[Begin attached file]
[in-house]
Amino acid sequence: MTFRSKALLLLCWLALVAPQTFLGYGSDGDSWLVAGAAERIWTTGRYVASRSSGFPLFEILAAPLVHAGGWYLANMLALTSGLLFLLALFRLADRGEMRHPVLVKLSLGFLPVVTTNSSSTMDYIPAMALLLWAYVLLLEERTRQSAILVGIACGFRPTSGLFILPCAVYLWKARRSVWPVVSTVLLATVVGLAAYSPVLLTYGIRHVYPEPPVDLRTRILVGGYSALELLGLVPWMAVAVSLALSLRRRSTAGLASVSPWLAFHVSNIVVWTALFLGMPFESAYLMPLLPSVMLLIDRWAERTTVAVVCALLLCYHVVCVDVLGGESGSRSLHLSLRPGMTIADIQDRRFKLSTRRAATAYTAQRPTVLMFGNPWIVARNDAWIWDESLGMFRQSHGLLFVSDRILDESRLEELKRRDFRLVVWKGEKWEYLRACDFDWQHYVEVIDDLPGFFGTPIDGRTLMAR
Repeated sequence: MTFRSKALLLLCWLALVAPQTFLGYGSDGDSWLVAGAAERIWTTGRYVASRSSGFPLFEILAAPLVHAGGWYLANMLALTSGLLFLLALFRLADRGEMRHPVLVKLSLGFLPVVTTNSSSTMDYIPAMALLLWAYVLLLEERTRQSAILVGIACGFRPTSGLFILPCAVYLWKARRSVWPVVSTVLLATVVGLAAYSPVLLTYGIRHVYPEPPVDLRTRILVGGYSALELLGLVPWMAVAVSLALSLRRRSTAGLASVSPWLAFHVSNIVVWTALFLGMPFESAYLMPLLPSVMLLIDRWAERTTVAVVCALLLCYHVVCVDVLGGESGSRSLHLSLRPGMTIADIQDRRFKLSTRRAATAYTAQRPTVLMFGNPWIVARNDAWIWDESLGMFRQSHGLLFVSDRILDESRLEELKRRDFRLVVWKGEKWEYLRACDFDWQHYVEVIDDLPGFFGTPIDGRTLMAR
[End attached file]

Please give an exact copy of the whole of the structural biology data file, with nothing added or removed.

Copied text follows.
[in-house]
Amino acid sequence: MTFRSKALLLLCWLALVAPQTFLGYGSDGDSWLVAGAAERIWTTGRYVASRSSGFPLFEILAAPLVHAGGWYLANMLALTSGLLFLLALFRLADRGEMRHPVLVKLSLGFLPVVTTNSSSTMDYIPAMALLLWAYVLLLEERTRQSAILVGIACGFRPTSGLFILPCAVYLWKARRSVWPVVSTVLLATVVGLAAYSPVLLTYGIRHVYPEPPVDLRTRILVGGYSALELLGLVPWMAVAVSLALSLRRRSTAGLASVSPWLAFHVSNIVVWTALFLGMPFESAYLMPLLPSVMLLIDRWAERTTVAVVCALLLCYHVVCVDVLGGESGSRSLHLSLRPGMTIADIQDRRFKLSTRRAATAYTAQRPTVLMFGNPWIVARNDAWIWDESLGMFRQSHGLLFVSDRILDESRLEELKRRDFRLVVWKGEKWEYLRACDFDWQHYVEVIDDLPGFFGTPIDGRTLMAR
Repeated sequence: MTFRSKALLLLCWLALVAPQTFLGYGSDGDSWLVAGAAERIWTTGRYVASRSSGFPLFEILAAPLVHAGGWYLANMLALTSGLLFLLALFRLADRGEMRHPVLVKLSLGFLPVVTTNSSSTMDYIPAMALLLWAYVLLLEERTRQSAILVGIACGFRPTSGLFILPCAVYLWKARRSVWPVVSTVLLATVVGLAAYSPVLLTYGIRHVYPEPPVDLRTRILVGGYSALELLGLVPWMAVAVSLALSLRRRSTAGLASVSPWLAFHVSNIVVWTALFLGMPFESAYLMPLLPSVMLLIDRWAERTTVAVVCALLLCYHVVCVDVLGGESGSRSLHLSLRPGMTIADIQDRRFKLSTRRAATAYTAQRPTVLMFGNPWIVARNDAWIWDESLGMFRQSHGLLFVSDRILDESRLEELKRRDFRLVVWKGEKWEYLRACDFDWQHYVEVIDDLPGFFGTPIDGRTLMAR